Never Underestimate Your Impact
Over winter break, several Alverno graduate nursing students traveled to northern Mississippi to provide acute and urgent care as well as mental health services for residents of the impoverished, rural communities of Okolona and Vardaman, Miss. One of the participants, Tracy Bergum ’19, RN, MSN, (pictured above, at right) reflects on the trip’s lasting impact.
It is impossible to put into words the dichotomy between those that have the necessities for living and those that do not. One particular woman came into our clinic with three empty jugs to fill with tap water as there was no running water where she was living. Once there, I was asked to check her skin sores that were not healing.
In addition, she had recently received a note in the mail from one of her physicians requesting she call and schedule a follow-up appointment for an abnormal test result. The physician’s office had tried to contact her, but her cell phone service was disconnected, and she was unable to receive calls — just able to perform basic texting. On top of all of this, she could read words phonetically but had no idea what the words meant. She read the words aloud to me but did not comprehend them in their entirety. Once she understood the situation, using a working phone in an office, we were able to call the physician’s office and schedule her an appointment.
This was how it went for many of the clients we saw. Some needed basic advice on how to reduce their blood pressure or lose weight. However, I recall one man who, I was fairly certain, had advanced cancer that had not been diagnosed because he did not have insurance or access to care. The next town where he thought he could maybe see a doctor was 45 to 60 minutes away, and his daughter would need to drive him. This gentleman did not want to ask his daughter to take a day off of work as he was uncertain if he would be able to see a doctor due to his lack of insurance, and he did not want her to take off for nothing, which delayed his seeking needed care.
These are things we take for granted as working citizens with some sort of health insurance coverage. When we need medical care, we make an appointment. In areas of high poverty, such as Okolona, it is not just the issue of poverty. It is poverty, and literacy, and insurance, and transportation, and food security, and employment, and absenteeism from school or parent absenteeism, and even racism.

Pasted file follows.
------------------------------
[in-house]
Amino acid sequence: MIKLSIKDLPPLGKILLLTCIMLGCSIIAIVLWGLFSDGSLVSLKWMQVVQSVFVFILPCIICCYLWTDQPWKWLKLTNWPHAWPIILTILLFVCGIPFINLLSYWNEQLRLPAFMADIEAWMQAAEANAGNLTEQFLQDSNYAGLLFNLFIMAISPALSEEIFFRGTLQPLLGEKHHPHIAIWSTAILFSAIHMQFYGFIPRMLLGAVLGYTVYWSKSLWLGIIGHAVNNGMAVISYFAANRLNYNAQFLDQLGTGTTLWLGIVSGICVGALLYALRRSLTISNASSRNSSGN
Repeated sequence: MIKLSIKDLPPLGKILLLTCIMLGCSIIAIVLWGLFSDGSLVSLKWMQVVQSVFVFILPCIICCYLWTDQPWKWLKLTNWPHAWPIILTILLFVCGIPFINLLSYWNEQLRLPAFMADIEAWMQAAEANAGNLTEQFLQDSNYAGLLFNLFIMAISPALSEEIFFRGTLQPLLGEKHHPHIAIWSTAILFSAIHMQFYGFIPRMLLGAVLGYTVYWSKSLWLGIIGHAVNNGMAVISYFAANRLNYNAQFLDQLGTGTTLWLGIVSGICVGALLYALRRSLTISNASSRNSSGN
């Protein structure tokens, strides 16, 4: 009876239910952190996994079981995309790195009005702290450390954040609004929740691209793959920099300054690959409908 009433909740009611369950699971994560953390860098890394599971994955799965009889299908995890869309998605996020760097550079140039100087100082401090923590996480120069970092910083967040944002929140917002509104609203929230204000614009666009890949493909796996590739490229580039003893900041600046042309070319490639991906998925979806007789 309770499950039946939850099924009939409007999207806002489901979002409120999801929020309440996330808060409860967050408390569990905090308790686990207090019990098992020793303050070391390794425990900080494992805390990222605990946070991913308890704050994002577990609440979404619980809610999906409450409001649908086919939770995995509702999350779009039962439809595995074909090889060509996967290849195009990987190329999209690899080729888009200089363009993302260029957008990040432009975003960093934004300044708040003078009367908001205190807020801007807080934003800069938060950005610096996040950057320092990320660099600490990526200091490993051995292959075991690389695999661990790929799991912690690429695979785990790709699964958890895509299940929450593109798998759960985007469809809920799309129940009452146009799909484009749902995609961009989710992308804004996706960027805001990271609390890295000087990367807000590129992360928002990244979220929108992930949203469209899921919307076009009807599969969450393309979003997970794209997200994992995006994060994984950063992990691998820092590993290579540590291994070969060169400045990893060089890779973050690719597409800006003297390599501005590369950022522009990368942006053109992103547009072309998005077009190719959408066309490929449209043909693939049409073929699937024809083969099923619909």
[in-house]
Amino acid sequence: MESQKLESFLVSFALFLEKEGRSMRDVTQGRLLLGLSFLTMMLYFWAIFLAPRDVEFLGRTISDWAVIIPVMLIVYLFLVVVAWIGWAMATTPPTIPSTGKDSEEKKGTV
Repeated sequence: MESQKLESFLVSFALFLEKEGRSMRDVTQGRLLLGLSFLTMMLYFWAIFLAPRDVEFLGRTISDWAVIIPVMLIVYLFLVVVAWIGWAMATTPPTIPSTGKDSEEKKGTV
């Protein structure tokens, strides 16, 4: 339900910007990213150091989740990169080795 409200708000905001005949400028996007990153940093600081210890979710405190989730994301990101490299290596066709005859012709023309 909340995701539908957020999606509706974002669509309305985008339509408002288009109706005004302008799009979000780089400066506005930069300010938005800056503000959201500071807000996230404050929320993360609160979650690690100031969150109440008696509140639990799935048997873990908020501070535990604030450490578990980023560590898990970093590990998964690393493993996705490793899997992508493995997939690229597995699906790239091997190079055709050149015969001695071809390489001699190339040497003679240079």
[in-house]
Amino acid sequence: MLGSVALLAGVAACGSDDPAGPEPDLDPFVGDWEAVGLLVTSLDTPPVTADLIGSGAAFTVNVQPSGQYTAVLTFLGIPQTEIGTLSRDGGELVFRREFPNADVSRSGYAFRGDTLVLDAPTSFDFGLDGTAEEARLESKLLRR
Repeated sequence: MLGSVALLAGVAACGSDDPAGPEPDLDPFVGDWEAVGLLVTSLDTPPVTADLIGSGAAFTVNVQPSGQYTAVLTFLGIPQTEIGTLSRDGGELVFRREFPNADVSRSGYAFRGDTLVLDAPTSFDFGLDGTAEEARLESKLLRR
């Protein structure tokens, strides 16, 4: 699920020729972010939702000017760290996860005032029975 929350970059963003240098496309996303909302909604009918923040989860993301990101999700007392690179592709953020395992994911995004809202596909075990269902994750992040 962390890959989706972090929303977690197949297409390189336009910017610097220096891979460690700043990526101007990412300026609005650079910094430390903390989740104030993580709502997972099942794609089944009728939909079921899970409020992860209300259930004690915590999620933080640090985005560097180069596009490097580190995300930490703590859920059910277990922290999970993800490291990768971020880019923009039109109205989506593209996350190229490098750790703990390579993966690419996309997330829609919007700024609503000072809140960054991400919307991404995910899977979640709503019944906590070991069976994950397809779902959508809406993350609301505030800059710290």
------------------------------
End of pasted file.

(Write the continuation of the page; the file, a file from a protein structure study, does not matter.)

Catholic nuns hosted our Alverno group, and they were amazing. Everyone in the community knew who they were. The nuns were addressing poverty through school programming, literacy and job coaching, a sewing mission, operation of a thrift store and a coffee shop (from which we operated the clinic). They understood that in order to improve the lives of many in their community, it was necessary to address poverty at many levels. Their love and compassion for their community was very obvious from the first day we met them.
As I reflect on this trip and what I learned, I find myself thinking about a quote I have often seen in Christopher Hall. Sister Joel Read, the president of Alverno from 1968 to 2003, said the following: “Don’t ever think that something can’t be done. It can. Opportunity is everywhere.”
We always have the opportunity to make a difference wherever we go, no matter how long we are there. Alverno graduate nursing students were in Mississippi for one week, but we had the opportunity to help residents meet some very basic needs. While we were not able to provide everything they needed, we did what we could. Sometimes that was listening or educating or simply seeing the residents as fellow human beings. And, as human beings, we are all really more similar than we are different!
I think sometimes people feel that in order to do good, a gesture has to be grand. But small gestures like listening, helping with homework, tutoring, making or serving a meal have a lasting impact. Giving of oneself. Seeing a problem and trying to find a solution instead of looking the other way. That is what it is truly all about.
Now there is an opportunity to take these lessons learned and apply them. This trip has sprouted ideas for my future nurse practitioner practice that I hope will come to fruition. I now view situations through a different and more global lens, which I hope will make me a more effective practitioner in the years to come.
One does not have to go to Mississippi to find people in need, however. There are pockets of people who need help in our own communities, and we have the opportunity to make a difference. That is what education and awareness provide — the ability to spot opportunity and the ability to think globally and act locally. Never underestimate the power of giving someone your time and full attention. It makes a difference. Your opportunity is waiting!